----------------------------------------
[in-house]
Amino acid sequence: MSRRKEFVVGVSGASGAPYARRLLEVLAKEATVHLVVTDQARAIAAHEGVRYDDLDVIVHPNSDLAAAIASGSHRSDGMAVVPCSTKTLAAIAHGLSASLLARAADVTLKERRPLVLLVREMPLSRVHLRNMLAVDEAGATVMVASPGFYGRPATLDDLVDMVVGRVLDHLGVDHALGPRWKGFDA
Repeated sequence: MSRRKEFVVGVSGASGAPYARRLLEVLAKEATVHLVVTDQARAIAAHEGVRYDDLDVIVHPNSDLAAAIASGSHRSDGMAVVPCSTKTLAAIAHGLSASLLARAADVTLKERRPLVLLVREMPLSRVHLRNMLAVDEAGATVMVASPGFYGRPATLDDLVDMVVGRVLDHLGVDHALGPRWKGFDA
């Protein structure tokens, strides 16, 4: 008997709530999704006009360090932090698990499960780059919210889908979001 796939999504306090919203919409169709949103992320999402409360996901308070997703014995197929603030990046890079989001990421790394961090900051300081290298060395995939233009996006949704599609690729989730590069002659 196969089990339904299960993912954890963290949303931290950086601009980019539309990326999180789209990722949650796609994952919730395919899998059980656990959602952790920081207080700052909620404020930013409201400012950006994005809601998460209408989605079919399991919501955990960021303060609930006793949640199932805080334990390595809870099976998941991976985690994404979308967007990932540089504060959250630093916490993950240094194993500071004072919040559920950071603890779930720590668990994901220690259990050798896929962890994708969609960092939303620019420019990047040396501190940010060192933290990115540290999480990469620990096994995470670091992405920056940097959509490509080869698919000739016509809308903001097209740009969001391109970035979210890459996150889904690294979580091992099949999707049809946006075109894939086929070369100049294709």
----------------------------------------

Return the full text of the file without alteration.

[in-house]
Amino acid sequence: MSRRKEFVVGVSGASGAPYARRLLEVLAKEATVHLVVTDQARAIAAHEGVRYDDLDVIVHPNSDLAAAIASGSHRSDGMAVVPCSTKTLAAIAHGLSASLLARAADVTLKERRPLVLLVREMPLSRVHLRNMLAVDEAGATVMVASPGFYGRPATLDDLVDMVVGRVLDHLGVDHALGPRWKGFDA
Repeated sequence: MSRRKEFVVGVSGASGAPYARRLLEVLAKEATVHLVVTDQARAIAAHEGVRYDDLDVIVHPNSDLAAAIASGSHRSDGMAVVPCSTKTLAAIAHGLSASLLARAADVTLKERRPLVLLVREMPLSRVHLRNMLAVDEAGATVMVASPGFYGRPATLDDLVDMVVGRVLDHLGVDHALGPRWKGFDA
């Protein structure tokens, strides 16, 4: 008997709530999704006009360090932090698990499960780059919210889908979001 796939999504306090919203919409169709949103992320999402409360996901308070997703014995197929603030990046890079989001990421790394961090900051300081290298060395995939233009996006949704599609690729989730590069002659 196969089990339904299960993912954890963290949303931290950086601009980019539309990326999180789209990722949650796609994952919730395919899998059980656990959602952790920081207080700052909620404020930013409201400012950006994005809601998460209408989605079919399991919501955990960021303060609930006793949640199932805080334990390595809870099976998941991976985690994404979308967007990932540089504060959250630093916490993950240094194993500071004072919040559920950071603890779930720590668990994901220690259990050798896929962890994708969609960092939303620019420019990047040396501190940010060192933290990115540290999480990469620990096994995470670091992405920056940097959509490509080869698919000739016509809308903001097209740009969001391109970035979210890459996150889904690294979580091992099949999707049809946006075109894939086929070369100049294709």